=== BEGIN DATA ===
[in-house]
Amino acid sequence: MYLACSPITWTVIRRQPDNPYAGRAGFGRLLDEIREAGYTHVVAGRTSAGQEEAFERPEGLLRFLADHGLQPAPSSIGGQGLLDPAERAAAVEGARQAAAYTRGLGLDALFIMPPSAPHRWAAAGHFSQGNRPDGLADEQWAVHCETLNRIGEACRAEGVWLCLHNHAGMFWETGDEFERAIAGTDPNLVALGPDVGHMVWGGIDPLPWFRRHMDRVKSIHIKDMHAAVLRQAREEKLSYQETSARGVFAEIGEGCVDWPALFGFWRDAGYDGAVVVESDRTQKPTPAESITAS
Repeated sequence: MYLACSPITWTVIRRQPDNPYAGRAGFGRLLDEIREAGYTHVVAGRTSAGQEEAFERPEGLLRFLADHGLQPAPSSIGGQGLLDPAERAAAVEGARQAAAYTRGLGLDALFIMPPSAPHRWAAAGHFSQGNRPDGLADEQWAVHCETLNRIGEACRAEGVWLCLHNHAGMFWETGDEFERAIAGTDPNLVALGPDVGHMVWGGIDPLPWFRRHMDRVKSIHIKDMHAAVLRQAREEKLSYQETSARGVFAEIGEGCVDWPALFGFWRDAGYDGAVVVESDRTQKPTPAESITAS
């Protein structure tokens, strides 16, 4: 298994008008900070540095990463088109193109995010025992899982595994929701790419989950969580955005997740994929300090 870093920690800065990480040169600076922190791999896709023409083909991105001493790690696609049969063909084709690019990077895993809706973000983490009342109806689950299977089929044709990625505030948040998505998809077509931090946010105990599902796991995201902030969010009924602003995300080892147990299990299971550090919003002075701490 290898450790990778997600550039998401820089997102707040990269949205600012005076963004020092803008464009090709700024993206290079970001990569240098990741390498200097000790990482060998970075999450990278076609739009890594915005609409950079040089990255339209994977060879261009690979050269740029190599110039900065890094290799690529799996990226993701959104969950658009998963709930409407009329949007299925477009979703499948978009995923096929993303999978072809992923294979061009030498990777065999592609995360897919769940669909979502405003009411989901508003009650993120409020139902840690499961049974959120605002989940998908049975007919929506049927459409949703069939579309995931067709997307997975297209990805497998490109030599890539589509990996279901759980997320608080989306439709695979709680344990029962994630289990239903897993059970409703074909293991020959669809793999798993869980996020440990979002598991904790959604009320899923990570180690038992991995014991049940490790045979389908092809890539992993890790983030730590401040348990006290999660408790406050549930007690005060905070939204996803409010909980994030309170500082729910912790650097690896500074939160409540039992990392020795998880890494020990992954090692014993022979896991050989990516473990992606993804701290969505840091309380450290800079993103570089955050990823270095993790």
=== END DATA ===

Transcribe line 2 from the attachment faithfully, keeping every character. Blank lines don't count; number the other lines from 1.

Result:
Amino acid sequence: MYLACSPITWTVIRRQPDNPYAGRAGFGRLLDEIREAGYTHVVAGRTSAGQEEAFERPEGLLRFLADHGLQPAPSSIGGQGLLDPAERAAAVEGARQAAAYTRGLGLDALFIMPPSAPHRWAAAGHFSQGNRPDGLADEQWAVHCETLNRIGEACRAEGVWLCLHNHAGMFWETGDEFERAIAGTDPNLVALGPDVGHMVWGGIDPLPWFRRHMDRVKSIHIKDMHAAVLRQAREEKLSYQETSARGVFAEIGEGCVDWPALFGFWRDAGYDGAVVVESDRTQKPTPAESITAS